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College Scholarship Myth

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College Scholarship Myth

NPR published the commentary from John U. Bacon’s talk about College Scholarships. You should listen to it or read it: To Get a College Scholarship: Forget The Field, Hit The Books.

About ten years ago, a family friend invited me to dinner to talk to them and their freshman son about preparing for college soccer. Their main quest wash to navigate high school and club soccer in such a way as to best prepare their child for the ever elusive college scholarship.

With nearly twenty years of collegiate coaching experience, they assumed that I would be able to provide some valuable insight into the process. As we sat down to the dinner table, the first thing the dad shared was that they had been spending approximately $15,000 per year for the past few years on Joey’s (not his real name) soccer development. The first words out of my mouth were, “you should take that money and send Joey to a private school.” They laughed.

Dinner was fine, and I shared some philosophy and perspective on player development, which I believe mostly was disregarded, as it really wasn’t what they ‘wanted” to hear. They wanted a road map to a college scholarship. It doesn’t really exist.

The sad news about this particular story is that this same young man called me four years later in February looking for a job. You see, he enrolled in a university that did not even have a men’s varsity soccer team, and he failed out after one semester….academic probation! Maybe my advice wasn’t that far off after all.

Why is it that parents refuse to believe the statistics about success rates within youth sports? If I took 10 parents and asked them to stand up together, and then asked them if they thought that their child would quit sports by the age of 13, I bet that not one of them would raise their hand. Parents cannot believe that their child would ever quit.

The fact is, 7 out of those 10 will have a child quit. With 70% gone, we now have the remaining 30% go on to play in high school. Oh, by the way, those 70% are now relieved because they have just gotten their lives back…no more running around the country every weekend, schlepping the entire family to some random tournament.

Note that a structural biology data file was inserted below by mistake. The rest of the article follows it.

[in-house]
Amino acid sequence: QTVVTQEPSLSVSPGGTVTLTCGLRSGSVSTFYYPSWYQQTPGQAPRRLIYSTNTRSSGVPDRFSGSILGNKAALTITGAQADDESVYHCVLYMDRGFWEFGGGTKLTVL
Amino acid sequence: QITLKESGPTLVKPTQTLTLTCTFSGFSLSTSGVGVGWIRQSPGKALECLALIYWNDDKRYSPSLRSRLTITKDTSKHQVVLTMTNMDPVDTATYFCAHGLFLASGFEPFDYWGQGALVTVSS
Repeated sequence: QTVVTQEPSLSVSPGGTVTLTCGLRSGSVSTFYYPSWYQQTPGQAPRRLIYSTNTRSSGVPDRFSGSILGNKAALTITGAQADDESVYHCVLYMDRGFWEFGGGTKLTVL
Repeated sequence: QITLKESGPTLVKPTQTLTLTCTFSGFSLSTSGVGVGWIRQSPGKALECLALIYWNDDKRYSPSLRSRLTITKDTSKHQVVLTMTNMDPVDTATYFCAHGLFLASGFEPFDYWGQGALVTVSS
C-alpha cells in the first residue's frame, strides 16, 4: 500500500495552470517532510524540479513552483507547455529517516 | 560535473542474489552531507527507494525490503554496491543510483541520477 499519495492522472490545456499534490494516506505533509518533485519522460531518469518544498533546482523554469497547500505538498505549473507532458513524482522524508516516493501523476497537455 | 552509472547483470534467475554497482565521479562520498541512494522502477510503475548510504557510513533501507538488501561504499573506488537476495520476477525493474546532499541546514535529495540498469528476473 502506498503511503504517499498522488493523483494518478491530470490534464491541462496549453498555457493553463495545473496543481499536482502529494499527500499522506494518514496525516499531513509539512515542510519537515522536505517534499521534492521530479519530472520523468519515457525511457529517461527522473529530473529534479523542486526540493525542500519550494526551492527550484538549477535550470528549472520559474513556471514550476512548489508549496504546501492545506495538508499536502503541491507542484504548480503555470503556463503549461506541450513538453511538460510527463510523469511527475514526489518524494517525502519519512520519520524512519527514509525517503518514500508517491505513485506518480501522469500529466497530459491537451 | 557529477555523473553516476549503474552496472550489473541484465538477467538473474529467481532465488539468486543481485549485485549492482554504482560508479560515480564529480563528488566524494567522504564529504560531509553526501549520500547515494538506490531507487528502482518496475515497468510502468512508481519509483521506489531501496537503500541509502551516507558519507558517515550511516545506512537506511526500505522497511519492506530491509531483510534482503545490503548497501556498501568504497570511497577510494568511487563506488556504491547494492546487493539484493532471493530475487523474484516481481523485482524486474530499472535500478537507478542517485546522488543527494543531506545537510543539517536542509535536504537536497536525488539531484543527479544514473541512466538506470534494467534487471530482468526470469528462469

Now, of those 30% who made it into high school sports, only 2% will get a college scholarship. It should be noted, that in most sports outside of football, most collegiate coaches are splitting up their scholarships so that more kids can get help. So, while your kid might get a scholarship, chance are it’s only paying a small percentage of their actual college costs.

Are you ready for some more hard facts? 33% of all collegiate athletes quit. Roughly 50% suffer from severe anxiety and/or depression, many of whom are seeking counseling or medication…..legal and illegal.

Isn’t it time that we ask ourselves just what we are doing? John U. Bacon has got it right. We need to send our kids outside to play. They need to figure out how to play on their own and create fun games. No coaches, no parents, no referees…..just kids figuring it out!

- Steve Locker

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What does quality coaching look like?

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What does quality coaching look like?

Steve Locker Speaks at the Independent Schools Association of the Central States (ISACS) convention, November 4th, 2016.

Steve Locker Speaks at the Independent Schools Association of the Central States (ISACS) convention, November 4th, 2016.

Steve Locker was recently invited to the Independent Schools Association of the Central States (ISACS) convention to speak about coaching and its importance in the development of children in today’s schools. Continuing our theme, we will give those of you who didn’t have a chance to attend the convention last week some insight into the meaningful discussions regarding childhood development that occurred. Read our last post on what good coaches and teachers have in common, or continue below for a discussion of what quality coaching looks like.

What does quality coaching look like?

In many United States schools, athletics takes a close second to academics, but while teachers are required to complete multiple levels of intensive education and continued development, many coaches are merely volunteers recruited by athletic directors. Both teachers and coaches have an intimate relationship with student and athlete success and development, so how do we address this disparity in experience and preparation?

Good coaches share many traits of good teachers; they support growth of confidence, life skills, hard work, passionate involvement, and most of all, they support creating a culture of improvement and development. The culture a coach creates is a vital component of athletic success.

Athletes must be able to develop:

  • Risk Taking
  • Hard Work Habits
  • Abilities to overcome adversity